But that is how it was formed by the original commercial unix folks (which I was one).    We talked about the open systems community.  Look at some of the uniforum docs in the archives from the mid 1980s if you don't believe me. That is what was meant because we could not say Unix and at the term in the commercial community it was Unix vs proprietary systems aka VMS, MPE, Kronos et al.

The context of the day that was exactly what we meant.  That said, I'll grant you you words change meaning over time, but I was and do use the term in context of the original open systems community - which I was a founder. 

If you mean FOSS then say that, if you mean an open system with published interfaces and available sources, that by definition open source software.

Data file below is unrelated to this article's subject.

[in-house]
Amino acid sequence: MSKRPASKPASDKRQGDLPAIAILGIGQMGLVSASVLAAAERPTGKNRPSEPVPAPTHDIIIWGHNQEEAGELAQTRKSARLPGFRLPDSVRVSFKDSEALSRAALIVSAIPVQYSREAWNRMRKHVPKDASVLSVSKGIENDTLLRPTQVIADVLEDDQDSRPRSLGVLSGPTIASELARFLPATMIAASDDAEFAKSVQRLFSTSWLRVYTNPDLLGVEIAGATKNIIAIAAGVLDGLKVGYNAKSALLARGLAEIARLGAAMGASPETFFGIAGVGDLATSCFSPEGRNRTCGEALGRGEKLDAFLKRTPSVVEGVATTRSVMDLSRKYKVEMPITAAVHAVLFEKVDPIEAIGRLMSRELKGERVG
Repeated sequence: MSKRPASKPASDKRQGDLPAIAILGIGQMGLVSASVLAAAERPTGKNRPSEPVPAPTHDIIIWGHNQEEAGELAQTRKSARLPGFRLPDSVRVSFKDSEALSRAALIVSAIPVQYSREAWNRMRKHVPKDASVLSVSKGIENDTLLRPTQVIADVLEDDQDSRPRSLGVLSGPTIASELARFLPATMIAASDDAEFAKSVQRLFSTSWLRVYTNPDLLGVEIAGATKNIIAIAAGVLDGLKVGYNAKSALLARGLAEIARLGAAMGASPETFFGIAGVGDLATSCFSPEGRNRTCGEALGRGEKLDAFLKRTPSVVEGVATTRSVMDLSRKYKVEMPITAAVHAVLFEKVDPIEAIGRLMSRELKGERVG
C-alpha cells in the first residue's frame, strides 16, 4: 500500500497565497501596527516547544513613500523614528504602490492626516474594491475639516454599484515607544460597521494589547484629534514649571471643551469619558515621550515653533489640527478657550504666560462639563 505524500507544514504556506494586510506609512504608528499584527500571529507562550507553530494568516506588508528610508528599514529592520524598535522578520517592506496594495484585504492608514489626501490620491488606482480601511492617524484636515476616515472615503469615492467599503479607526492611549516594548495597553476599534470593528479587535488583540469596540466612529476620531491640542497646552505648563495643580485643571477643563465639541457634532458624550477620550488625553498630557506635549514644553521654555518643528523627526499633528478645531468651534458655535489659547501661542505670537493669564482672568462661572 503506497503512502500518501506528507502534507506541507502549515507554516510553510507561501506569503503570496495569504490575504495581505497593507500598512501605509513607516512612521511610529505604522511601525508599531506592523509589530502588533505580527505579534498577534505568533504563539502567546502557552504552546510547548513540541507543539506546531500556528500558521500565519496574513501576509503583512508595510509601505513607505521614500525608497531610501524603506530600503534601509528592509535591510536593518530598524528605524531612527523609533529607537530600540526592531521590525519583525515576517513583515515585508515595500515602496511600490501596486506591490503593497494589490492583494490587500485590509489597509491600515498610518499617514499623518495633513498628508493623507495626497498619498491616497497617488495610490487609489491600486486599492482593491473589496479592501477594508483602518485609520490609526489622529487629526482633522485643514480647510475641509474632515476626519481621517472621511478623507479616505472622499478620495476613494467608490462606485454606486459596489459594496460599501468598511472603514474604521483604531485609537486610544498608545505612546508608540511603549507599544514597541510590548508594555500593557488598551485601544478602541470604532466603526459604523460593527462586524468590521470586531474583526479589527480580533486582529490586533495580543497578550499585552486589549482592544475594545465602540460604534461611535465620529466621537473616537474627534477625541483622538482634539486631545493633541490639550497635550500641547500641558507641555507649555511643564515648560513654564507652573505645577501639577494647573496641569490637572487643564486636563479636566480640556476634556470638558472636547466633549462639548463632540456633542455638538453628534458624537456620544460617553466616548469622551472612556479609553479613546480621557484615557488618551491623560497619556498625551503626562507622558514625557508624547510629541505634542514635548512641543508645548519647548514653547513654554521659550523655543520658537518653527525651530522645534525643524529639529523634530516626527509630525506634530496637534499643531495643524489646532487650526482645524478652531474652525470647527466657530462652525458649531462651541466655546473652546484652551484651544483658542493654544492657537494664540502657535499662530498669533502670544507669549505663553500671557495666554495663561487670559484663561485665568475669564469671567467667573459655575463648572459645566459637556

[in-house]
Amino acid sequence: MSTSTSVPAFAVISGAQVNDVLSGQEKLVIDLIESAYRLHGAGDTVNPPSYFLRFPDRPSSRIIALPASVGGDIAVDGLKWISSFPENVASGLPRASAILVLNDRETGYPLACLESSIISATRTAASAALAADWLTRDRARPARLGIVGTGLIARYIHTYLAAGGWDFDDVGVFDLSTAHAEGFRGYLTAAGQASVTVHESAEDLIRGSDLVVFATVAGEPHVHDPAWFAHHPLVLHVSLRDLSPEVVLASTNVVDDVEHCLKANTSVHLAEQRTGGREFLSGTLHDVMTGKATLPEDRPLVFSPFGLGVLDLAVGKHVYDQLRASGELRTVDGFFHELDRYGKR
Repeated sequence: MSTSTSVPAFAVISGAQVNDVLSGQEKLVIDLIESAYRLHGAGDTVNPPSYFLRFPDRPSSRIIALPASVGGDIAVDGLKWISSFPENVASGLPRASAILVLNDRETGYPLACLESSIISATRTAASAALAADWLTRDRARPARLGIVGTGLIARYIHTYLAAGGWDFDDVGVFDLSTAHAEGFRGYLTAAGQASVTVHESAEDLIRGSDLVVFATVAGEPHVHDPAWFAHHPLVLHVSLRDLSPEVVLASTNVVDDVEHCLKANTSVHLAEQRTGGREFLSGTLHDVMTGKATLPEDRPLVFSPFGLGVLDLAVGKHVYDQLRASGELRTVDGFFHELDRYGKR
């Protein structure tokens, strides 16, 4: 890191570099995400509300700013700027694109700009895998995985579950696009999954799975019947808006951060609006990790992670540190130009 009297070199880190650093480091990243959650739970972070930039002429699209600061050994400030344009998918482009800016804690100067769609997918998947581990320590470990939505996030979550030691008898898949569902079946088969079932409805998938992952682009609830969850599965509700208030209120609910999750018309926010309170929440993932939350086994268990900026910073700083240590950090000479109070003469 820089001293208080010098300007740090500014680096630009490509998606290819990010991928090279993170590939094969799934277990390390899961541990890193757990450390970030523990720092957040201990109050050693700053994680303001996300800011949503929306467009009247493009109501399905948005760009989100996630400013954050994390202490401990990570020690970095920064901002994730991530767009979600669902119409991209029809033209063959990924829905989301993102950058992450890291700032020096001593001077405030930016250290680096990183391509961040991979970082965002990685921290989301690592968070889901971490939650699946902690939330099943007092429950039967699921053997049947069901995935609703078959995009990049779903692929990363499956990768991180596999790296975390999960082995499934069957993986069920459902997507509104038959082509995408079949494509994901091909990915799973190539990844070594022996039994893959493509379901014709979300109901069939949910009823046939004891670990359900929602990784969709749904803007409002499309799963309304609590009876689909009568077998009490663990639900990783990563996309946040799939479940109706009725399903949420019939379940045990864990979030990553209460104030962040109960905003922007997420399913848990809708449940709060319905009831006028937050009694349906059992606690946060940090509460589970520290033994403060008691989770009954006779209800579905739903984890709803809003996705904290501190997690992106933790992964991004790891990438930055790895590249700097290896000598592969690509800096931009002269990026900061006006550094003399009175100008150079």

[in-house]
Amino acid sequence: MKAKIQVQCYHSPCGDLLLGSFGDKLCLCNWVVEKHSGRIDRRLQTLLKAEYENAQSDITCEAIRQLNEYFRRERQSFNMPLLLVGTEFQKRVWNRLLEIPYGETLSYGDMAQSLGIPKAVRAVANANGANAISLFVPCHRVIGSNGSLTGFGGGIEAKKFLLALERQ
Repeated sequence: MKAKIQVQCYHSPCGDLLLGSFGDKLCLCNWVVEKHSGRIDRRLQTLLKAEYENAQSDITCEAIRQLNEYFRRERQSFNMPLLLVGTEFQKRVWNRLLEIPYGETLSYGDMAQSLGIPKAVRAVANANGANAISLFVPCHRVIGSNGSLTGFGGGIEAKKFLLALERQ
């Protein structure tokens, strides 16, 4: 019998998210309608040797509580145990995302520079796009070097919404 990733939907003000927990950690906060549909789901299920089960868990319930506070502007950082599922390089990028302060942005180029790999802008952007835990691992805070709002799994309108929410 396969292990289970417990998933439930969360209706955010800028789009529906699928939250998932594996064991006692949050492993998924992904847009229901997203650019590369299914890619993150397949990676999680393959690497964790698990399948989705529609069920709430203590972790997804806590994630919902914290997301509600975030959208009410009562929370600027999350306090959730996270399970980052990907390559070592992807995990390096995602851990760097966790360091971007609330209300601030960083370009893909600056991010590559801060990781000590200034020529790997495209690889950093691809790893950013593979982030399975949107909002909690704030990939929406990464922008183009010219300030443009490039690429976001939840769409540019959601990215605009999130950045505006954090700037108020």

So please don't try tell me what we meant. Eric Raymond is probably the person where I  started to see the warp of its meaning. 

That's why I always say FOSS when I mean free in the context of RMS.    Also remember most of the current FOSS movement the code is very restrictioned in it's license.  The difference is if you have to pay a fee for it and what you can do with the derivative works 

Fyi if you want to discuss free or not that discussion needs to move to COFF.  This is certain a discussion from an old f*RTS perspective.

On Tue, Feb 18, 2020 at 11:02 AM Chet Ramey <chet.ramey@case.edu> wrote:
On 2/18/20 10:48 AM, Clem Cole wrote:
> The term OSS to mean free as in beer is just not correct.   The sources
> were always free a as in available to be read but just like today they are
> licensed.

I'm not sure that "open source" as a synonym for "source code available
for purchase" is valid.

``The lyf so short, the craft so long to lerne.'' - Chaucer
                 ``Ars longa, vita brevis'' - Hippocrates
Chet Ramey, UTech, CWRU    chet@case.edu    http://tiswww.cwru.edu/~chet/
Sent from a handheld expect more typos than usual